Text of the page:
Documentation of Northern Prinmi oral art, with a special focus on ritual speech
|Language:||Northern Prinmi (ISO639-3:pmi)|
|Depositor:||Gerdine Henriette Daudey|
The Northern Prinmi language community straddles the border of the Yunnan and Sichuan provinces in China. Due to the presence of a provincial border, the community is divided into two ethnicities: an independent Pumi ethnicity in Yunnan (shared with speakers of the -mutually unintelligible- Southern Prinmi language); and Tibetan ethnicity for speakers in Sichuan.
It is difficult to give a precise number of Northern Prinmi speakers: Ethnologue gives a figure of 5,000 Prinmi-speaking Pumi in Yunnan and 30,000 Prinmi-speaking Tibetans in Sichuan. Looking at the number of villages in northern Yunnan where Prinmi is spoken, the researcher estimates there to be several thousand speakers in Yunnan. The situation in Sichuan a bit harder to establish, since all Prinmi speakers are counted as Tibetans in the national census. Based on a 2013 figure of 45,056 Tibetans in Muli County, of which an estimated 85% Prinmi (not all of whom still speak the language), and a few thousand speakers in Jiulong and Yanyuan counties, the researcher estimates that there are about 40,000 Tibetan Prinmi speakers.
Northern Prinmi (Sino-Tibetan, Tibeto-Burman, Qiangic) is said to be most closely related to Qiang, Muya and the extinct Tangut. Since the details of genetic relationship among the so-called 'Qiangic' languages is still being established, further research on Prinrni is of significant scholarly interest. Geographically adjacent languages include Xumi and lham Tibetan (northwest); Muya (north); Lizu, Ersu, Tosu and Namuyi (northeast); Nuosu Yi (east and south}; Na (Mosuo) and Naxi (south); and Southwestern Mandarin Chinese (all areas). The latter is used as the language of wider communication.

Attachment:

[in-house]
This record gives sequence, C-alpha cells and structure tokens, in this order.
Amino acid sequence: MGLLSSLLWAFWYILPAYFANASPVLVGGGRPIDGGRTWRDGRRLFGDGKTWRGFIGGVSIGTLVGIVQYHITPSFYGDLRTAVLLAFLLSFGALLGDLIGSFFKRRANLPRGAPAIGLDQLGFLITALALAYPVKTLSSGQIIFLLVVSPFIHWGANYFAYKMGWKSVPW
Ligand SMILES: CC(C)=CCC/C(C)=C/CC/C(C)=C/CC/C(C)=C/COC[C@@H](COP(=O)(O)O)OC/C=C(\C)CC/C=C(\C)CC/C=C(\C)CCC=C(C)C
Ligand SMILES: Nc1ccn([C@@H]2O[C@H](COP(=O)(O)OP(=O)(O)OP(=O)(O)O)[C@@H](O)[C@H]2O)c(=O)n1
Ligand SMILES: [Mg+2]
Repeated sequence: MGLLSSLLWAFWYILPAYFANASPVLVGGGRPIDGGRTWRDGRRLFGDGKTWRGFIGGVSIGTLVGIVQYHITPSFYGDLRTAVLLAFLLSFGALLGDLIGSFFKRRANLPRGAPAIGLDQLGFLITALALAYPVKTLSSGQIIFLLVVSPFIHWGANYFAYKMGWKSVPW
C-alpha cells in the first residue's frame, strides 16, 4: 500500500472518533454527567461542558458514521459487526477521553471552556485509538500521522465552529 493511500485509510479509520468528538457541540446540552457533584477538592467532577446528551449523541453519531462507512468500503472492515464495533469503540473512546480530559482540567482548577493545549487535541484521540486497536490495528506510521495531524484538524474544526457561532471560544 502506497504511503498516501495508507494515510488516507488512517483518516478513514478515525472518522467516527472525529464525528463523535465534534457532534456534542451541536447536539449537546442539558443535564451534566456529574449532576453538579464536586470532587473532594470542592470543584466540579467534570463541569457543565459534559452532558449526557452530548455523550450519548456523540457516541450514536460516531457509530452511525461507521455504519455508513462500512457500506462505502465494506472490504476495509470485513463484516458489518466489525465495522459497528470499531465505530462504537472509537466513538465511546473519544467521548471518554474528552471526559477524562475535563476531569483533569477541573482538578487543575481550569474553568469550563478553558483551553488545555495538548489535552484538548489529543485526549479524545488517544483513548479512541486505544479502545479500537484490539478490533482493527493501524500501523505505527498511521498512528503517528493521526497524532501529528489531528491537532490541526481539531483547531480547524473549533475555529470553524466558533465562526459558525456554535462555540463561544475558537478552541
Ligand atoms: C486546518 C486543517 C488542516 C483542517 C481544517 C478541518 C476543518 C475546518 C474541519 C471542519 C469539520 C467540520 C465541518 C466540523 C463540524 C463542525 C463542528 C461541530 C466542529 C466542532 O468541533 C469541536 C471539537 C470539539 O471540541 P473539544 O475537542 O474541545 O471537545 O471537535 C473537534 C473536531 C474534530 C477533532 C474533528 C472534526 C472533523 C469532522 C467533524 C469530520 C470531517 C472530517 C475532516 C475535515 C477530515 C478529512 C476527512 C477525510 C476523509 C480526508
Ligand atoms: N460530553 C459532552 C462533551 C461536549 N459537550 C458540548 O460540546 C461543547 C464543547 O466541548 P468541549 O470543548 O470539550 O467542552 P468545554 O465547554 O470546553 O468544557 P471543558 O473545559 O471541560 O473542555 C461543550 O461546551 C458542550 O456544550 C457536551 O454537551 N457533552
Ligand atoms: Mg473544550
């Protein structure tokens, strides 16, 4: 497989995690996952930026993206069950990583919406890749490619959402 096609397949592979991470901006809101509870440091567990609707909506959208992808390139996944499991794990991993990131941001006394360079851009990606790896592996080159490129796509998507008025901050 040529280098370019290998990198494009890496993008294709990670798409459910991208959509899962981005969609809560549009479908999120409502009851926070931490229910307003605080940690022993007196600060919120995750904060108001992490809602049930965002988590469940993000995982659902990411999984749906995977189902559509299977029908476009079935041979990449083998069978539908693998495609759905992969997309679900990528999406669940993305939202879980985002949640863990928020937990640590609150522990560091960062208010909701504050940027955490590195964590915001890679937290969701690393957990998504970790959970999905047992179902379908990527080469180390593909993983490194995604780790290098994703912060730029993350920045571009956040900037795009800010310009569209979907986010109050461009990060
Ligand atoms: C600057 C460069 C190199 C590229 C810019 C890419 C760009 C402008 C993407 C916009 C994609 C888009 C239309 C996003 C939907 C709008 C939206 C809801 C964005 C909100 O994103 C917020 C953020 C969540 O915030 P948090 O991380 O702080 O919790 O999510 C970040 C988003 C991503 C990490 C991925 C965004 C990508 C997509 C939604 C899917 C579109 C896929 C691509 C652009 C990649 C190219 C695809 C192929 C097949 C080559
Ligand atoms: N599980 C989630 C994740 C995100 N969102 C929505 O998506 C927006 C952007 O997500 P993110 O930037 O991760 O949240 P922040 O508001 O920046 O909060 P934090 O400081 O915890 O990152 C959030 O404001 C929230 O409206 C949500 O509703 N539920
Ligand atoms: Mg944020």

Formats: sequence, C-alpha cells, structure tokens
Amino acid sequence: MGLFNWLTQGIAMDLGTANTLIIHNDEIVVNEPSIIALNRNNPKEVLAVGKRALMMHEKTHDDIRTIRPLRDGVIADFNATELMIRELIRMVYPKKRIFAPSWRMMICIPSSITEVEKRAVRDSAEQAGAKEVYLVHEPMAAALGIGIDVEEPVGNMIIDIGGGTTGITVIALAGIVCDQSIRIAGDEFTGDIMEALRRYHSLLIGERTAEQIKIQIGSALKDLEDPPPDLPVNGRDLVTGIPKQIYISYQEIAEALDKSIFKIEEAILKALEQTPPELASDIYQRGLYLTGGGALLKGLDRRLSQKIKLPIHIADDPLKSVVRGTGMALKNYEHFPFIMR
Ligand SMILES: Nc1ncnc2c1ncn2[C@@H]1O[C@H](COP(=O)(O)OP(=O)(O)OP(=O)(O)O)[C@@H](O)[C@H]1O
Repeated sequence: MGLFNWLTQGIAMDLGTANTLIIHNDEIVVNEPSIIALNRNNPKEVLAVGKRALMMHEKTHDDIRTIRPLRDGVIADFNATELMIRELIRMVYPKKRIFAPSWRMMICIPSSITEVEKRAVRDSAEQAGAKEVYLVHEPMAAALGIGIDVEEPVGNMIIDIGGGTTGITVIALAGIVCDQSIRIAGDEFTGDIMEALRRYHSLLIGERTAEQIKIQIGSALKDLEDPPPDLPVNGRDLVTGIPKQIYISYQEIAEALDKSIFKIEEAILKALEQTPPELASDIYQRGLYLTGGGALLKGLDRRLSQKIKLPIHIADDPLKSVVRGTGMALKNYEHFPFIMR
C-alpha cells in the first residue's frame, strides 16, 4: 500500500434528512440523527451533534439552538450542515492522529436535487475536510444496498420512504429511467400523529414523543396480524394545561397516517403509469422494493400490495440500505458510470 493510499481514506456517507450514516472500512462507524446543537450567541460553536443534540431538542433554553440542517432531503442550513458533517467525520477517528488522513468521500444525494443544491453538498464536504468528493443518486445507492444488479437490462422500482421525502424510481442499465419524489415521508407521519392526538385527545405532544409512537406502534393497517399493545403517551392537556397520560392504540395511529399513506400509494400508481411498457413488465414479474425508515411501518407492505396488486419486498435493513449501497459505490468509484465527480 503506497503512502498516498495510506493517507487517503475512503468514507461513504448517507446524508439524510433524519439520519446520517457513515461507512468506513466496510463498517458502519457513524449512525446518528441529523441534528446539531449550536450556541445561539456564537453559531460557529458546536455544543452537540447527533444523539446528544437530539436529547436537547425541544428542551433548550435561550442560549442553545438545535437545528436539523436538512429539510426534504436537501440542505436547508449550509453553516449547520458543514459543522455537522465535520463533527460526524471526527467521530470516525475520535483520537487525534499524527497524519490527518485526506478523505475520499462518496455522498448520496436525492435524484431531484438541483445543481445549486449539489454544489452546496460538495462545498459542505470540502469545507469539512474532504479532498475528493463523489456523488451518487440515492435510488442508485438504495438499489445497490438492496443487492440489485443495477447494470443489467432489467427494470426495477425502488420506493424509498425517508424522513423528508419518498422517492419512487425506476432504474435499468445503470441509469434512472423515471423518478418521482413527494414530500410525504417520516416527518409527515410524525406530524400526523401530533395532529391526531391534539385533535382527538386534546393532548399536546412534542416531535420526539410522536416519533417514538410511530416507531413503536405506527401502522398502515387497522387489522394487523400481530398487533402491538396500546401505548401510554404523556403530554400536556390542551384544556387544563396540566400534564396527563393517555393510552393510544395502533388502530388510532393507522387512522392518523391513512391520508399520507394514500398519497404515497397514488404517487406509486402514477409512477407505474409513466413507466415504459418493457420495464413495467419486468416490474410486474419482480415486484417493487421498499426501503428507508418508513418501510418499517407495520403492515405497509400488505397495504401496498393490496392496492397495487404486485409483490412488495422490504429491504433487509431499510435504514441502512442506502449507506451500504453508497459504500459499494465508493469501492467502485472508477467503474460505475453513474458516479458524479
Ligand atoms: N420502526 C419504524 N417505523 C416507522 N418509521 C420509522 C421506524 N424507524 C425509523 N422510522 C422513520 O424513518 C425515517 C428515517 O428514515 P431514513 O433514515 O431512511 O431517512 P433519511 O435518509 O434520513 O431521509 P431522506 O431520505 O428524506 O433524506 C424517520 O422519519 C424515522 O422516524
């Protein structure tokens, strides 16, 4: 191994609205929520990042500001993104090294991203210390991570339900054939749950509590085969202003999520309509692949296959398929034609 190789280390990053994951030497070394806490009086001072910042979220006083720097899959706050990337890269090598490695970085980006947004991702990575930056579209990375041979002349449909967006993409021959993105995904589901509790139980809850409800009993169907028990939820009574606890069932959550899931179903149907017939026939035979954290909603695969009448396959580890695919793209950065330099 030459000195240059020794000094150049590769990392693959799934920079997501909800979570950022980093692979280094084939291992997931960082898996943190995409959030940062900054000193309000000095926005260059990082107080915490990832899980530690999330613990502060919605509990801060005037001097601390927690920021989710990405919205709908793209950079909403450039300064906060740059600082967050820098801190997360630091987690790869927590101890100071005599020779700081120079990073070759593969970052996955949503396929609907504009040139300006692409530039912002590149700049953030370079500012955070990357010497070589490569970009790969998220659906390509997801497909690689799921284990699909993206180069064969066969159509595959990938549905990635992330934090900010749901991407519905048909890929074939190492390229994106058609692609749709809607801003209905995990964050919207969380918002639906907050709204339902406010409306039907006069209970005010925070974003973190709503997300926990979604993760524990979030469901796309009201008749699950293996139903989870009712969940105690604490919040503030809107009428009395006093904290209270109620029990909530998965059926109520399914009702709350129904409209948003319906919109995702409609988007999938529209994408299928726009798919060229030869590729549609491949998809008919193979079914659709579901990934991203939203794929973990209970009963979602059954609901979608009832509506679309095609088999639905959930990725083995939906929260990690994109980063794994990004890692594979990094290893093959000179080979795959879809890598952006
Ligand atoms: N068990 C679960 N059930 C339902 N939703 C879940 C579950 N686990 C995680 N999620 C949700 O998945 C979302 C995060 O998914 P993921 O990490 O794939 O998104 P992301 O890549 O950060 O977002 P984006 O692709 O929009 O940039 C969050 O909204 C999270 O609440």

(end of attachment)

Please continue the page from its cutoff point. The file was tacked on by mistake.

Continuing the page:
The language is not used in media and education, except for the efforts of some Pumi scholars who implemented a Prinmi-based language teaching course using Tibetan script in one school in Yunnan. Online use of the language on Weixing (the Chinese equivalent of Facebook) by various Prinmi speakers is on the rise.
Even though Prinmi is the language of an official minority, the Pumi minority in Yunnan Province, and is entitled to language development, there is no officially established orthography yet. Attempts have been made by various Prinmi speakers and outside scholars to create an orthography.However, at this point in time, no single one has been accepted for general use by the community.
According to Ethnologue, Northern Prinmi is listed as 'vigorous'. This is not accurate any more. According to the depositor, there has been an observable linguistic shift in many places, especially among the younger generation that does not always speak or even understand the language any more. The researcher/depositor therefore argues the language should be classified as 'threatened', and in some places, such as Jiulong and Yanyuan Counties, as 'shifting' or 'moribund', since only the older (40+) generation in a few villages still speak Prinmi. For some of the more remote areas of Muli, the language can still be said to be vigorous, but how long that level will be sustained is a burning question.